FLOYD CO., Ind. (WDRB) -- A jury handed David Camm his freedom, but now he wants more -- millions more.
Floyd County officials were recently served notice that Camm will sue the county and the state of Indiana for millions of dollars, but the action has been in the works for several months.
Camm is a former Indiana State Trooper who was twice convicted of killing his wife and two children in the garage of their Georgetown, Ind. home in Sept. 2000. But both those convictions were overturned on appeal and a third jury found him not guilty in 2013.
"The monetary amount that we included in our tort claim is $30 million," said Louisville attorney Garry Adams, who is representing Camm in his civil suit against Floyd County and the state of Indiana.
The notice of tort claim gets the ball rolling on the $30-million lawsuit.
"And I can tell you there's no amount of money that can repay him for what has been done to him," Adams said.
The tort claim is a prelude to a civil lawsuit, which states Camm was "the victim of an unlawful investigation, arrest, imprisonment and malicious prosecution at the hands of Floyd County."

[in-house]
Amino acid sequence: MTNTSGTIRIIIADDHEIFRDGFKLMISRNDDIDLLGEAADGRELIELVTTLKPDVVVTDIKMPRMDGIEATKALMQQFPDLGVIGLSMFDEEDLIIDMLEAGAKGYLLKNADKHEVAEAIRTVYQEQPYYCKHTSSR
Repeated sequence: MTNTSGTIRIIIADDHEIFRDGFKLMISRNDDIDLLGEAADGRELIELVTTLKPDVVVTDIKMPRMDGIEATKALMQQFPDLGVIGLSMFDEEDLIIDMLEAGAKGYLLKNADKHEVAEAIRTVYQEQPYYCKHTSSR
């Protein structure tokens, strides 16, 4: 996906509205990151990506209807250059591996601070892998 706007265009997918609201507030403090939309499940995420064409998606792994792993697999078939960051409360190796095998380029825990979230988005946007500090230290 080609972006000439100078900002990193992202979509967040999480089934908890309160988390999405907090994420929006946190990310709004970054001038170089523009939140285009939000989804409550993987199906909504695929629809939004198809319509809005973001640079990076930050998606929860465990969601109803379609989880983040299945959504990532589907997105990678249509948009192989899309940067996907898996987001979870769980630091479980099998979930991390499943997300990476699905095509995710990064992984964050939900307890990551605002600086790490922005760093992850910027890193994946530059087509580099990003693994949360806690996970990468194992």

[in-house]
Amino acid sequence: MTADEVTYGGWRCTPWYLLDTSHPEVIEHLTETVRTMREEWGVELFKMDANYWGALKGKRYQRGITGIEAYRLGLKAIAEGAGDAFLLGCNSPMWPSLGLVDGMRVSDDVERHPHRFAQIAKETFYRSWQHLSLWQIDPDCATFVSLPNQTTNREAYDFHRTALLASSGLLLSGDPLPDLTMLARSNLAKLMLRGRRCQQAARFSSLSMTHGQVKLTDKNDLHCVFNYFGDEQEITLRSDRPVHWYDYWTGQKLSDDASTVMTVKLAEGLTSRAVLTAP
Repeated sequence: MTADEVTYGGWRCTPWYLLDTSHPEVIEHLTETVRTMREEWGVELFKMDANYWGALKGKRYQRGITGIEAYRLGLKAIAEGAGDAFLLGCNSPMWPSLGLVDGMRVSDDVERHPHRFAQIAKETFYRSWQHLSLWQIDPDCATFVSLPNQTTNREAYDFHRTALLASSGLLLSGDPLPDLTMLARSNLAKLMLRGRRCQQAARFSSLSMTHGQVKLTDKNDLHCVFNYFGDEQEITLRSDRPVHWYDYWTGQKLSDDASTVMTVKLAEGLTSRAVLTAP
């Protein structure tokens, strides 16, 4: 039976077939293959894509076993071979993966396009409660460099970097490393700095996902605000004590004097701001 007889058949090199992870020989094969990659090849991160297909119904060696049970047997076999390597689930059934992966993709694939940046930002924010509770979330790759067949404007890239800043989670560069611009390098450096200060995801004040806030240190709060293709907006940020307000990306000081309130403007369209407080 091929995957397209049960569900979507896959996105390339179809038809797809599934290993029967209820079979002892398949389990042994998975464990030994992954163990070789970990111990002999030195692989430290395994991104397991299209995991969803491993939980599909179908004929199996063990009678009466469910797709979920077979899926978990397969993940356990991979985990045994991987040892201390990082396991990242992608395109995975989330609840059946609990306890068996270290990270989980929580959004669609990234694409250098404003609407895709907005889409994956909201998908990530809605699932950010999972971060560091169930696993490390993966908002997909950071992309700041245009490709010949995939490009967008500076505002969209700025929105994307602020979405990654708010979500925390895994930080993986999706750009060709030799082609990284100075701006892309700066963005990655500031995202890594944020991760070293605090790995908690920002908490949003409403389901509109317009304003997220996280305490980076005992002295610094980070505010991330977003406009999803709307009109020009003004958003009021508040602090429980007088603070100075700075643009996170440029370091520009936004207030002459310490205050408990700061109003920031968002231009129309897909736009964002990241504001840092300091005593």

"Anybody's name that is included in this tort claim notice is a potential defendant," said Adams.
The first name on the list of potential defendants is the first man to win a conviction against Camm: former Floyd County Prosecutor Stan Faith.
"And we got service on both the Floyd County Commissioners, the Floyd County Council and I had somebody also hand deliver and serve the Floyd County attorney," Adams said.
"It is all positive and I enjoyed it, but it's a damn shame that so many people have been through such tragic times for nothing," said Camm.
In an exclusive interview at the annual Innocence Network Conference in Portland, Oregon last month, Camm told WDRB about his plans to file the civil lawsuit against Floyd County.
"Well, they took 13 years of my life, not only did they not even allow me to attend the funerals of my wife and my children, but discredit me as a human being and a person and take away my identity. The state of Indiana and all of its representatives have stolen 13 years of my life and that's not right and somebody needs to pay for that!"
Camm's attorneys say the lawsuit will be filed in federal court in the near future. Meanwhile, no one named as a potential defendant in the case is willing to go on camera right now.
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